Wandering with Wo through the metropolis of Honolulu, leads Kea to become broken and exhausted. Eventually she comes to the State Capitol, where she stares at the statue of Queen Liliʻuokalani, beckoning for answers that will not come. By the end of the film, we see Kea make her way to Sand Island Park as her boyfriend pursues in an effort to bring her back home after accusing her of mental instability. The film ends on an ambiguous note. We don’t see Kea get a job, secure housing, or reconcile with her family. None of the problems that we see Kea attempt to navigate are solved. The final shot of the film is Kea on her knees desperate for connection to ʻāina as she grasps red volcanic earth in her hands. A solemn stare and last chant from Kea end the film as she faces water and the high-rise buildings in front her. The phrase that echoed from the beginning of the film He aliʻi ka ʻāina, he kauwa ke kanaka resonates again with what has been lost for Kea and what urgently needs to be (re)connected.
Waikiki ignites the dire need for reconnecting Kānaka epistemologies to land. Christopher Kahunahana’s film highlights the struggles Native Hawaiians face with the ever-increasing threat of being priced out of their own homelands and the cultural trauma that accompanies structured dispossession. Through the struggles of Kea, we see how failure is relegated to Hawaiians who are coping with Post-Apocalyptic Stress Syndrome. While we do not see Kea achieve a typical movie magic ending to her story, the kahea or call, to see from multiple perspectives through Kahunahana’s ruptures of colonial common sense leaves us, like Kea, seeking more answers.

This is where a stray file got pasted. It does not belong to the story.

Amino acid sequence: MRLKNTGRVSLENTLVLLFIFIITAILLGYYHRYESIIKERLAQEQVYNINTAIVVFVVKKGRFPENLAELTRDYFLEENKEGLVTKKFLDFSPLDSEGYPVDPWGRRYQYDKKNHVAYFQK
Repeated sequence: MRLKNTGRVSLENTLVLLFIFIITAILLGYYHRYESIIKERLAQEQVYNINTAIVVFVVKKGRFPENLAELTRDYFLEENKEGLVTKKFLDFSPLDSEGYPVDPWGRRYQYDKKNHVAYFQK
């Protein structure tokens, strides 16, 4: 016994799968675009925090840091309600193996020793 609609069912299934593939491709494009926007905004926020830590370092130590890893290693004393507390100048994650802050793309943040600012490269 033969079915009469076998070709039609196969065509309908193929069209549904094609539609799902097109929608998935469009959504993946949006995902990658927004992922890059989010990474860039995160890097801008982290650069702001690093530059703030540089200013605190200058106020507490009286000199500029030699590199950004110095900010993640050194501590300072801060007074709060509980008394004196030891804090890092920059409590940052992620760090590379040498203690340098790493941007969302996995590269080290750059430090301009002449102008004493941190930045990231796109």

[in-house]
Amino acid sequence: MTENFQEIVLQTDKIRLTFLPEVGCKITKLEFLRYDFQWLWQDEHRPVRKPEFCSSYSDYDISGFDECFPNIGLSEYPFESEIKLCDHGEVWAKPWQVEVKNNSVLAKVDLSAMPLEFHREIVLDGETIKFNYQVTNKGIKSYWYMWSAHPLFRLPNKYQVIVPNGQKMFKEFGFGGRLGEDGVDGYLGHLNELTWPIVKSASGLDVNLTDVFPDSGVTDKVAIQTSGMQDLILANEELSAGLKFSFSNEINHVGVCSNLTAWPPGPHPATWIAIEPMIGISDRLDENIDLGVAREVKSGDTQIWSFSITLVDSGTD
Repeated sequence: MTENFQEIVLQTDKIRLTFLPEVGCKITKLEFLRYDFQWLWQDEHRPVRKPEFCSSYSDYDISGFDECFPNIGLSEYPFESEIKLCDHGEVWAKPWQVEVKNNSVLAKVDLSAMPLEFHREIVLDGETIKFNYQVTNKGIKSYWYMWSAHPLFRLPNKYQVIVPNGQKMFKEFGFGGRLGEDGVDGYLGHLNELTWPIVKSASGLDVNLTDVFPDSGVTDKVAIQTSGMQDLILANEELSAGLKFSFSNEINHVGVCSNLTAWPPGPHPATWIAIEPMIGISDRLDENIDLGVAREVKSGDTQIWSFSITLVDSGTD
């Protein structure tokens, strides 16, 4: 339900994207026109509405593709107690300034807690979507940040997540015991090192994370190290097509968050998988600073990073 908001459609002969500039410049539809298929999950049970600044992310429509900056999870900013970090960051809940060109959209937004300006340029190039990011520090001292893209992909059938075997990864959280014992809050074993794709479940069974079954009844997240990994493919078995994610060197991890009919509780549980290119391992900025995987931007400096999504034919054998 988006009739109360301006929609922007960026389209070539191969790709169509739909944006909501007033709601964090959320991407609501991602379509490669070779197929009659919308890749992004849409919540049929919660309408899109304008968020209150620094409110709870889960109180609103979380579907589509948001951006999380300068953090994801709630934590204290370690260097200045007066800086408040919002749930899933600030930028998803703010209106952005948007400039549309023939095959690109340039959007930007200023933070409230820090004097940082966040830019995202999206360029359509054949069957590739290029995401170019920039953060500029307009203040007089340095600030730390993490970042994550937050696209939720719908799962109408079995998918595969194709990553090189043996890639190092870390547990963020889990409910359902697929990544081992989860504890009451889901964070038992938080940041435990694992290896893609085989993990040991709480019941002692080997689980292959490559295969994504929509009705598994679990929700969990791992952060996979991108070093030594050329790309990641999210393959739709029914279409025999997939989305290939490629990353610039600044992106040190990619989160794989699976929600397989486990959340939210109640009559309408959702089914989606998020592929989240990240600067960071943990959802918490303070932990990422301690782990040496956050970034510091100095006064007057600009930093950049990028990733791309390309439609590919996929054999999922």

Other promotional shots for the film featured a bloody “Shaka” image. The Shaka is a hand-gesture associated with Hawaiʻi as a form of greeting that has frequently been appropriated by outsider surfing culture (particularly California-based) to mean “hang-loose.” These promotional images indicate Christopher Kahunahana’s commentary on the taking and misappropriation of Hawaian values and culture.
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“Homeless in Hawaii : Facts and Resources.” Homeless In Hawaii: Facts and Resources, ltgov.hawaii.gov/homeless-in-hawaii-facts-and-resources/.
Raheja, Michelle. “Reading Nanook’s Smile: Visual Sovereignty, Indigenous Revisions of Ethnography, and ‘Atanarjuat (The Fast Runner).’” American Quarterly, vol. 59, no. 4, 2007, pp. 1159–85.
Sanders, Jason. “‘It Is Being Told Now-Because It Is Supposed to Be Told Now’: Christopher Kahunahana on Waikiki and Native Hawaiian Storytelling.” Filmmaker Magazine, 25 Nov. 2020, www.filmmakermagazine.com/110662-it-is-being-told-now-because-it-is-supposed-to-be-told-now-christopher-kahunahana-on-waikiki-and-native-hawaiian-storytelling/#.YUrzlS1h1bV.
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—. “The Color of Violence.” Color of Violence, Duke University Press, 2020, pp. 81–87, doi:10.1515/9780822373445-010.
Nicole Ku’uleinapuananiolikoawapuhimelemeleolani Furtado is a fourth-year Ph.D. student in the English Department at the University of California, Riverside. She is of Kanaka Maoli heritage and is from Nanakuli, Hawaii. Her research interests are in Speculative Fiction, Indigenous Studies, Digital Art, Disability Studies, Science and Technology Studies, and Decolonial Futurities.